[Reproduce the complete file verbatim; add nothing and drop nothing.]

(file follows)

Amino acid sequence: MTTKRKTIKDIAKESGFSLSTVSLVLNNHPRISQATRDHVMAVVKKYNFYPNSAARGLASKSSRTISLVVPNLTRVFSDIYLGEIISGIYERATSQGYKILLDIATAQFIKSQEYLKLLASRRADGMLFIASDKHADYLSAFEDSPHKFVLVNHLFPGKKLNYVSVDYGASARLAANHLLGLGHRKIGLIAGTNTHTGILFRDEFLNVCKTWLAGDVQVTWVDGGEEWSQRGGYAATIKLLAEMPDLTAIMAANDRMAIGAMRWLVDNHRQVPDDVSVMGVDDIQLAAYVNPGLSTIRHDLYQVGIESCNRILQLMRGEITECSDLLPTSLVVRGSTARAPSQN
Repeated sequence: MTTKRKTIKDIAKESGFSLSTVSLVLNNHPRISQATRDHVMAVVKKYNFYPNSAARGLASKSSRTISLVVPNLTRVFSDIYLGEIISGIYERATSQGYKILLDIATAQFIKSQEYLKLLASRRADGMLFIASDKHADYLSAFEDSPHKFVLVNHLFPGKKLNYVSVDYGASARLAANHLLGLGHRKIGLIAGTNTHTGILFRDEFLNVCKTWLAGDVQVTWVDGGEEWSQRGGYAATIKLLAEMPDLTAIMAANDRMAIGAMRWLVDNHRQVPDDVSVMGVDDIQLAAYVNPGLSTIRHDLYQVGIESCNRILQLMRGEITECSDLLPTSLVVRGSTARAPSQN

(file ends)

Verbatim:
Amino acid sequence: MTTKRKTIKDIAKESGFSLSTVSLVLNNHPRISQATRDHVMAVVKKYNFYPNSAARGLASKSSRTISLVVPNLTRVFSDIYLGEIISGIYERATSQGYKILLDIATAQFIKSQEYLKLLASRRADGMLFIASDKHADYLSAFEDSPHKFVLVNHLFPGKKLNYVSVDYGASARLAANHLLGLGHRKIGLIAGTNTHTGILFRDEFLNVCKTWLAGDVQVTWVDGGEEWSQRGGYAATIKLLAEMPDLTAIMAANDRMAIGAMRWLVDNHRQVPDDVSVMGVDDIQLAAYVNPGLSTIRHDLYQVGIESCNRILQLMRGEITECSDLLPTSLVVRGSTARAPSQN
Repeated sequence: MTTKRKTIKDIAKESGFSLSTVSLVLNNHPRISQATRDHVMAVVKKYNFYPNSAARGLASKSSRTISLVVPNLTRVFSDIYLGEIISGIYERATSQGYKILLDIATAQFIKSQEYLKLLASRRADGMLFIASDKHADYLSAFEDSPHKFVLVNHLFPGKKLNYVSVDYGASARLAANHLLGLGHRKIGLIAGTNTHTGILFRDEFLNVCKTWLAGDVQVTWVDGGEEWSQRGGYAATIKLLAEMPDLTAIMAANDRMAIGAMRWLVDNHRQVPDDVSVMGVDDIQLAAYVNPGLSTIRHDLYQVGIESCNRILQLMRGEITECSDLLPTSLVVRGSTARAPSQN